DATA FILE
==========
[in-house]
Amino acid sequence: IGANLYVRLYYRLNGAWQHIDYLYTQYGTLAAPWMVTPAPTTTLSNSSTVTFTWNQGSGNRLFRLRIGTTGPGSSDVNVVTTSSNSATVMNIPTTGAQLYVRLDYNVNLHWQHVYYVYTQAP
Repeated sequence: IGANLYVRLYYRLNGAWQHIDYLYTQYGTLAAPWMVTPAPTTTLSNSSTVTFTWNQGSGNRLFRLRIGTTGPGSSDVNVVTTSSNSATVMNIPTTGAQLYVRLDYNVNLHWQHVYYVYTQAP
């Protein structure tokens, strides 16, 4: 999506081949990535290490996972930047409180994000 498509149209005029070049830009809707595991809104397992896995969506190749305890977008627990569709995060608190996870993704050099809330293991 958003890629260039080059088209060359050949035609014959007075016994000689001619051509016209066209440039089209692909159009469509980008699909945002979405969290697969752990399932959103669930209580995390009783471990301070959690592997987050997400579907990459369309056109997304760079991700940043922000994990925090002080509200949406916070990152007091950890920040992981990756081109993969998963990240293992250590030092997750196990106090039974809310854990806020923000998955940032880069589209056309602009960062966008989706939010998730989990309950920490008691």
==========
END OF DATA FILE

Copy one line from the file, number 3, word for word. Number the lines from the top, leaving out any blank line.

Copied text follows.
Repeated sequence: IGANLYVRLYYRLNGAWQHIDYLYTQYGTLAAPWMVTPAPTTTLSNSSTVTFTWNQGSGNRLFRLRIGTTGPGSSDVNVVTTSSNSATVMNIPTTGAQLYVRLDYNVNLHWQHVYYVYTQAP